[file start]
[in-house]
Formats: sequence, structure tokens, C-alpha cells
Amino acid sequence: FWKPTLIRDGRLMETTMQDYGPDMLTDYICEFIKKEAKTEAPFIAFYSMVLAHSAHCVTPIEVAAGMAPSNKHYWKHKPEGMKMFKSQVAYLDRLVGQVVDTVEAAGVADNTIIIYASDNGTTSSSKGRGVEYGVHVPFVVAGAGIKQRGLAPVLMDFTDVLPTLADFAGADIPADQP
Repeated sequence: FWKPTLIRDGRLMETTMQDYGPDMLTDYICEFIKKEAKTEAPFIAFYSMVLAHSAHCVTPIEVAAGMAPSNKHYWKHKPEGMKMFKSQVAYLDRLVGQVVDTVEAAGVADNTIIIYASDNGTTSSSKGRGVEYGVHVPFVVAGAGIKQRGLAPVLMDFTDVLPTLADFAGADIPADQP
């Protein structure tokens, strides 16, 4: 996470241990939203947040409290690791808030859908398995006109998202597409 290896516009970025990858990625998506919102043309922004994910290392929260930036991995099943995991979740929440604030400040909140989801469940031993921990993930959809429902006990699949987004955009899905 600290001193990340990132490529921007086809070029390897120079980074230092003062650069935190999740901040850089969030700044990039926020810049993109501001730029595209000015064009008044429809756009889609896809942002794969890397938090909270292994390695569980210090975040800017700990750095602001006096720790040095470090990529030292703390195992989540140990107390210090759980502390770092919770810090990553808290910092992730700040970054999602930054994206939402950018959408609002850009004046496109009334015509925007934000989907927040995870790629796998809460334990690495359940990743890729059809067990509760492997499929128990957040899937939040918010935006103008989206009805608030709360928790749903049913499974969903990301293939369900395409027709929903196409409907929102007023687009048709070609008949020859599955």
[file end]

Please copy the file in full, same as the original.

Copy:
[in-house]
Formats: sequence, structure tokens, C-alpha cells
Amino acid sequence: FWKPTLIRDGRLMETTMQDYGPDMLTDYICEFIKKEAKTEAPFIAFYSMVLAHSAHCVTPIEVAAGMAPSNKHYWKHKPEGMKMFKSQVAYLDRLVGQVVDTVEAAGVADNTIIIYASDNGTTSSSKGRGVEYGVHVPFVVAGAGIKQRGLAPVLMDFTDVLPTLADFAGADIPADQP
Repeated sequence: FWKPTLIRDGRLMETTMQDYGPDMLTDYICEFIKKEAKTEAPFIAFYSMVLAHSAHCVTPIEVAAGMAPSNKHYWKHKPEGMKMFKSQVAYLDRLVGQVVDTVEAAGVADNTIIIYASDNGTTSSSKGRGVEYGVHVPFVVAGAGIKQRGLAPVLMDFTDVLPTLADFAGADIPADQP
């Protein structure tokens, strides 16, 4: 996470241990939203947040409290690791808030859908398995006109998202597409 290896516009970025990858990625998506919102043309922004994910290392929260930036991995099943995991979740929440604030400040909140989801469940031993921990993930959809429902006990699949987004955009899905 600290001193990340990132490529921007086809070029390897120079980074230092003062650069935190999740901040850089969030700044990039926020810049993109501001730029595209000015064009008044429809756009889609896809942002794969890397938090909270292994390695569980210090975040800017700990750095602001006096720790040095470090990529030292703390195992989540140990107390210090759980502390770092919770810090990553808290910092992730700040970054999602930054994206939402950018959408609002850009004046496109009334015509925007934000989907927040995870790629796998809460334990690495359940990743890729059809067990509760492997499929128990957040899937939040918010935006103008989206009805608030709360928790749903049913499974969903990301293939369900395409027709929903196409409907929102007023687009048709070609008949020859599955």